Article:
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COALSWAD - a European project for the determination of the carbon dioxide storage capacity in coal

: Schieferstein, Eva; Möller, Andreas; Matysik, Jörg; Laggner, Peter

Ksiadz, A.:
International Conference on Carbon Reduction Technologies, CaReTECH 2011. Book of Abstracts : Polish Jurassic Highland (Jura Region), Poland, 19-22 September 2011
Poland, 2011
2 pp.
International Conference on Carbon Reduction Technologies (CaReTECH) <2011, Cracow>
Fraunhofer UMSICHT Oberhausen ()
carbon dioxide; sequestration; coal; sorption; storage capacity; subsurface CO2 sequestration; gas storage

CO2 storage in appropriate geological reservoirs is considered as one possibility to decrease the amount of CO2 in the atmosphere. COALSWAD ( deals with the storage of CO2 in coal seams. Our project is focussed on a comprehensive investigation of the adsorption behaviour of coal taking into consideration the influence of swelling behaviour.
Coal samples of comparable rank but different source (Germany, Czech Republic and Spain) are examined. All samples are dried at 353 K for 36h under vacuum before the gravimetric adsorption measurements with He, CO2, CH4 and H2O at 313 K are started.
The received adsorption data correspond to so-called excess-data, which are close to the absolute data in the case of gas-phase adsorption. Depending on the situation in coal seams carbon dioxide may exist under supercritical conditions. Adsorption experiments under supercritical conditions will give excess data, which differ strongly from the absolute data. They are not directly applicable for evaluating the carbon dioxide storage capacity of the coal seam. In order to determine the absolute data we need to know on the one hand either the density or the volume of the adsorbed phase. With this knowledge the received excess data have to be corrected to get “absolute” adsorbed amounts. To achieve this several approaches are described in literature. Any of these approaches face limitations caused by the heterogeneous microporous structure of natural coal. In consequence some results seem unrealistic, e.g. the adsorption capacity goes through a maximum with increasing carbon dioxide pressure.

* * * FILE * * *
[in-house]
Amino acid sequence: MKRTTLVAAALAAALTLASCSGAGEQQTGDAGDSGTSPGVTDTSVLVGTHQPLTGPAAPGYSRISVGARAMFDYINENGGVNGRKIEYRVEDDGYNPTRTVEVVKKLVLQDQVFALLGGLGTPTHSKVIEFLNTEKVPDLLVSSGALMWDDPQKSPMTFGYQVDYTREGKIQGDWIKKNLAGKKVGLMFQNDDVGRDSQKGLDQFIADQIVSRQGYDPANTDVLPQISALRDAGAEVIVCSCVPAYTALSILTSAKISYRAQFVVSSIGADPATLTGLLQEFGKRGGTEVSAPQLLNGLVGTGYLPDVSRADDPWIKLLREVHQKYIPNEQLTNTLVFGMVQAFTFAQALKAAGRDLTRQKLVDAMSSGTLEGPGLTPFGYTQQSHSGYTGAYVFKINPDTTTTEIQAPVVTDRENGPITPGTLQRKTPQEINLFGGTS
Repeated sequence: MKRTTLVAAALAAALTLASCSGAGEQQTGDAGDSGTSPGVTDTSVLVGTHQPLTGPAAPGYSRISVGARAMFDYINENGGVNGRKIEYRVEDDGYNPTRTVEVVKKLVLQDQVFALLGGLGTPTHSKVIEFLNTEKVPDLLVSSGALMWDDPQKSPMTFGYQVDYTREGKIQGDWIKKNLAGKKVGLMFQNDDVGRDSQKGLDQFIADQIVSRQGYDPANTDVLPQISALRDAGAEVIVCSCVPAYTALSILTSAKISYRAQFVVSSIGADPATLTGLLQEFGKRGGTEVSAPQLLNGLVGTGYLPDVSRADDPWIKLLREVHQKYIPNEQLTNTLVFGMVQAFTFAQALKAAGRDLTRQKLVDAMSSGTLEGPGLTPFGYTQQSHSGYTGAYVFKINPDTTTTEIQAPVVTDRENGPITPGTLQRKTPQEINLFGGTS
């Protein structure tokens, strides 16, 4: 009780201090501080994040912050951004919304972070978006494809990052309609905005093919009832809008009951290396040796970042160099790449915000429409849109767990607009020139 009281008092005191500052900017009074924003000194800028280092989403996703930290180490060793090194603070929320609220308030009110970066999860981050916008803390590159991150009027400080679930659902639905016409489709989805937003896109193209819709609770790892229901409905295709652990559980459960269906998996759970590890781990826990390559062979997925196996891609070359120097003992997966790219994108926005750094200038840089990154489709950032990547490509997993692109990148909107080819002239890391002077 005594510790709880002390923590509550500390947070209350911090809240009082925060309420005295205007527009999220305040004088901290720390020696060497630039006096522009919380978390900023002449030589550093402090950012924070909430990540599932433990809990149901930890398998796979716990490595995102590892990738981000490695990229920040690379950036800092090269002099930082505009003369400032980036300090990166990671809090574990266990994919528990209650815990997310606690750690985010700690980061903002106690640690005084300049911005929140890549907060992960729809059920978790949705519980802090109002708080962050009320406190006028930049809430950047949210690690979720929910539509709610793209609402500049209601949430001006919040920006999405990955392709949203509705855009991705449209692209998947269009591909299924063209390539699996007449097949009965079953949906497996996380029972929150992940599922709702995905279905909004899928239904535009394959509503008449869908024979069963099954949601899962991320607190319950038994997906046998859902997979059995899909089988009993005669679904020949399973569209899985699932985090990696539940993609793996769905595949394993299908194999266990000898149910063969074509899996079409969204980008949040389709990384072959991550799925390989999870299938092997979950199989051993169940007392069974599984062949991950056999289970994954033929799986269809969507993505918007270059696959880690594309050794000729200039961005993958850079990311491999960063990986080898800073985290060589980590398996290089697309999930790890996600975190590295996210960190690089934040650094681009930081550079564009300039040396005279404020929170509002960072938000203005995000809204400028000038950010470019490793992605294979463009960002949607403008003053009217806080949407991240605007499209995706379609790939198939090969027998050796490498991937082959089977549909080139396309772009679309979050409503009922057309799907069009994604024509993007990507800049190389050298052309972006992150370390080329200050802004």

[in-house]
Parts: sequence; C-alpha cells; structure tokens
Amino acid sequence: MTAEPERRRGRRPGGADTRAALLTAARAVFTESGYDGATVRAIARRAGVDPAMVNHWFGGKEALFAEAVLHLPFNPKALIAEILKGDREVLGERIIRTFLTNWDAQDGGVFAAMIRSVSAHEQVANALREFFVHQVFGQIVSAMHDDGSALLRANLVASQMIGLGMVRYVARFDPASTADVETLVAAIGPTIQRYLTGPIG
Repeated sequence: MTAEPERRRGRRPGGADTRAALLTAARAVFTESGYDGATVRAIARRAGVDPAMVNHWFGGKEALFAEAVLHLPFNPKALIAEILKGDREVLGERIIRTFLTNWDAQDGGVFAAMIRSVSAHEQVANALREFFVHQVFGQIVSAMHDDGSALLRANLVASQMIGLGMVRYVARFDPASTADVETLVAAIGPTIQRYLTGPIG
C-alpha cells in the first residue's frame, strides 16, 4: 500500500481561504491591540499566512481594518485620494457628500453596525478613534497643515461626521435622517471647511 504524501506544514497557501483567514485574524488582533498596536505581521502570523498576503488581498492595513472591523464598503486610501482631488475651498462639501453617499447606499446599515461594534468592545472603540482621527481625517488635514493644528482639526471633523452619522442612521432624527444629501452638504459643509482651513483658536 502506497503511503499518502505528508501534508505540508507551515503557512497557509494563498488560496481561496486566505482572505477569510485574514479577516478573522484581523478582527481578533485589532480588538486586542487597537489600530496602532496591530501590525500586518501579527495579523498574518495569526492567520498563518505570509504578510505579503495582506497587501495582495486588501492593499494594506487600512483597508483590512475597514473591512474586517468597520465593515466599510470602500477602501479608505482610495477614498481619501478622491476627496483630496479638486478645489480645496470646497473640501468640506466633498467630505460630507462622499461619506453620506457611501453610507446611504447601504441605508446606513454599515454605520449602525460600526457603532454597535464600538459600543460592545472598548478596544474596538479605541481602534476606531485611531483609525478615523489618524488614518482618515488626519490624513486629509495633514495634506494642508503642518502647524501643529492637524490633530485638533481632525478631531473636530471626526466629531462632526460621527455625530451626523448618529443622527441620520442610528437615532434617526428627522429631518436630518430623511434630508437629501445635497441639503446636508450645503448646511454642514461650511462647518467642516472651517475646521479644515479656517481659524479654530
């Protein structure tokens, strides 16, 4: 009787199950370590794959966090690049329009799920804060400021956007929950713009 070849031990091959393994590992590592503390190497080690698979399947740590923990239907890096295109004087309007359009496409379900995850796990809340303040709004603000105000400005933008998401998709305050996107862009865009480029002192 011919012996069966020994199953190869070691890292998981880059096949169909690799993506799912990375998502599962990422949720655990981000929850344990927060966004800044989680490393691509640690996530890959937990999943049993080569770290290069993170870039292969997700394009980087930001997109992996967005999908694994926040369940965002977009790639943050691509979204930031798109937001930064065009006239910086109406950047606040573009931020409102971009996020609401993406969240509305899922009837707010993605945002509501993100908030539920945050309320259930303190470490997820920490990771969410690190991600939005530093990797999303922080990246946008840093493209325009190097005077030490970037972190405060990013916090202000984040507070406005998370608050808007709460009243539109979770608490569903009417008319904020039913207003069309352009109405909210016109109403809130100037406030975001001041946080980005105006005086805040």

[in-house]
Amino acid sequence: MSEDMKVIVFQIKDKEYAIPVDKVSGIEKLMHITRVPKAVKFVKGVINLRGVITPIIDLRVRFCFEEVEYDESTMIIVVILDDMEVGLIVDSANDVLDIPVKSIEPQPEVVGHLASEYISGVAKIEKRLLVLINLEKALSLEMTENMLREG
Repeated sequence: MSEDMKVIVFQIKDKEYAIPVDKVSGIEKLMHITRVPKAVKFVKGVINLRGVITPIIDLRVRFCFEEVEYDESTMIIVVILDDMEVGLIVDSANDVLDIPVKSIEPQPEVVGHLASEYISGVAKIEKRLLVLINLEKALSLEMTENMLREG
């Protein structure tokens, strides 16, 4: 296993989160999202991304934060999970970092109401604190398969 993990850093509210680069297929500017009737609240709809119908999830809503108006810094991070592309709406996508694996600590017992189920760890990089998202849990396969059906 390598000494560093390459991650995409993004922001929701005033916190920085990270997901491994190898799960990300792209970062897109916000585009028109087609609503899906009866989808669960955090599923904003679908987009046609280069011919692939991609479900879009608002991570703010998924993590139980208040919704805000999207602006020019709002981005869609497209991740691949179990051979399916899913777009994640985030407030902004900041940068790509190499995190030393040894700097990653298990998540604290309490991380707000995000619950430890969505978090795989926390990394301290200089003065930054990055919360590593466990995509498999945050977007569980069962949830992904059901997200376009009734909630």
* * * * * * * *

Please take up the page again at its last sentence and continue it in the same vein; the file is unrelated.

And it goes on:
On the other hand these adsorption data are influenced by the swelling process occurring in coal, because volume changes possibly influence the buoyancy of the sample. Therefore it is essential to get detailed knowledge of swelling behaviour. By using SAXS- and NMR-techniques a detailed picture of structural changes in coal structure is gained.
As structural heterogeneity can be characterised by means of fractal geometry it is investigated whether it is possible to calculate absolute adsorption data. In the end the calculated adsorption data and the corrected data are compared.
The comprehensive analysis (experimental and theoretical) of the adsorption processes, together with the swelling mechanism proceeding in natural coal provides a deeper insight into the impacts of the injection of carbon dioxide into coal seams. These results can be included in existing reservoir simulation programmes. Therefore it will be possible to pre-estimate the economic feasibility of carbon dioxide storage under given physical and chemical conditions.